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Do Fish Have Hands?

Not all fish, but a species discovered off the coast of Australia has hands. The pink handfish uses its fins to crawl along the ocean floor rather than to swim. Only four species of the handfish have been collected for study, and the last time anyone saw one was 1999. Fourteen species of the fish have been identified, but they are not well-studied at this point.

More Fishy Facts:

  • The male cleaner fish, which provides a service to larger fish by nibbling parasites off their bodies, will punish the female cleaners if they interfere with a cleaning. The female interference can cause the larger fish to leave, interrupting the male's meal. He will chase her off to keep his larger fish happy and continue his meal. The male fish interfere with the female cleaners as well, but they don't respond with such punishment, likely because they are the weaker of the two.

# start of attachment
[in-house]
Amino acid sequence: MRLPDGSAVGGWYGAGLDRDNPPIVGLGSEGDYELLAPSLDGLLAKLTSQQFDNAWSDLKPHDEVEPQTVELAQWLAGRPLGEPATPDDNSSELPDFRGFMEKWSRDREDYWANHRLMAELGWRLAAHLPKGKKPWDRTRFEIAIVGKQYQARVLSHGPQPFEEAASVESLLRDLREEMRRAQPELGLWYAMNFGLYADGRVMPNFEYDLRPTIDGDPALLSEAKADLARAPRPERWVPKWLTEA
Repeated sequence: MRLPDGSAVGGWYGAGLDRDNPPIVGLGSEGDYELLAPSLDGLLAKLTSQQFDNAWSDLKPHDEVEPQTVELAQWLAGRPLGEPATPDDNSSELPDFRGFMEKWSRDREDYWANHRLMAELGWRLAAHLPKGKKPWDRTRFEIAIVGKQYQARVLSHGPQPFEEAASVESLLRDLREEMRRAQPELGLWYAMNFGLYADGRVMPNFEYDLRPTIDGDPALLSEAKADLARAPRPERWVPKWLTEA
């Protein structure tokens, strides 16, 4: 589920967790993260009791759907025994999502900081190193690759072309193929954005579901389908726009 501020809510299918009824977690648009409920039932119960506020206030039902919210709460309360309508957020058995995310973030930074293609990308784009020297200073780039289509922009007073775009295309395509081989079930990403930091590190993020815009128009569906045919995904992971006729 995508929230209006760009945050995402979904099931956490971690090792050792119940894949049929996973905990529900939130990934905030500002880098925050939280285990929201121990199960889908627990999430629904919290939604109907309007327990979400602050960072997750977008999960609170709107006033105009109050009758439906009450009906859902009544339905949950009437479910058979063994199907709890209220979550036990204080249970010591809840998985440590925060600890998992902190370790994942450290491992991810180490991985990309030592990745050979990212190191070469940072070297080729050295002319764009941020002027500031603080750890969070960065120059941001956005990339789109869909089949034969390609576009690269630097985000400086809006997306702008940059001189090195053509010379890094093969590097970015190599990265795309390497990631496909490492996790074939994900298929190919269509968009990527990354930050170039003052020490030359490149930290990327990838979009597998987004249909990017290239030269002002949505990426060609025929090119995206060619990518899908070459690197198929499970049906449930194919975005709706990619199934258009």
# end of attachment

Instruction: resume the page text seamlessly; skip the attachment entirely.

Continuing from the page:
• The Pacific barreleye fish, often found off the coast of California and in warm, tropical waters, have a soft, transparent head. The Monterey Bay Aquarium Research Institute (MBARI) found one of the only live specimens ever seen in 2004. The fish was discovered in 1939, but had only been seen once their soft heads had been crushed in fishing nets.

  • The swell shark, commonly found in the Pacific Ocean from California to Chile, will make a sound like a dog's bark when it exhales air from its stomach.
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